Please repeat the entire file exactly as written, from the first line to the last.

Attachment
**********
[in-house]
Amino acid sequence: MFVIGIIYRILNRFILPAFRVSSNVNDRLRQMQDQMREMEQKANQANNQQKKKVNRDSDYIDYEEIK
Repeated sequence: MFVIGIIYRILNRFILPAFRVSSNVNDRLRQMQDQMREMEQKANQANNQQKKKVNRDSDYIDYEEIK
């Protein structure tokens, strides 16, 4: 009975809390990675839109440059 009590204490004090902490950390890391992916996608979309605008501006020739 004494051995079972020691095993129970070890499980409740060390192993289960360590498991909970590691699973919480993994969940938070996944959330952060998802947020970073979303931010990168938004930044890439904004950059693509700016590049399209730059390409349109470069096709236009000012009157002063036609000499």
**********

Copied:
[in-house]
Amino acid sequence: MFVIGIIYRILNRFILPAFRVSSNVNDRLRQMQDQMREMEQKANQANNQQKKKVNRDSDYIDYEEIK
Repeated sequence: MFVIGIIYRILNRFILPAFRVSSNVNDRLRQMQDQMREMEQKANQANNQQKKKVNRDSDYIDYEEIK
């Protein structure tokens, strides 16, 4: 009975809390990675839109440059 009590204490004090902490950390890391992916996608979309605008501006020739 004494051995079972020691095993129970070890499980409740060390192993289960360590498991909970590691699973919480993994969940938070996944959330952060998802947020970073979303931010990168938004930044890439904004950059693509700016590049399209730059390409349109470069096709236009000012009157002063036609000499």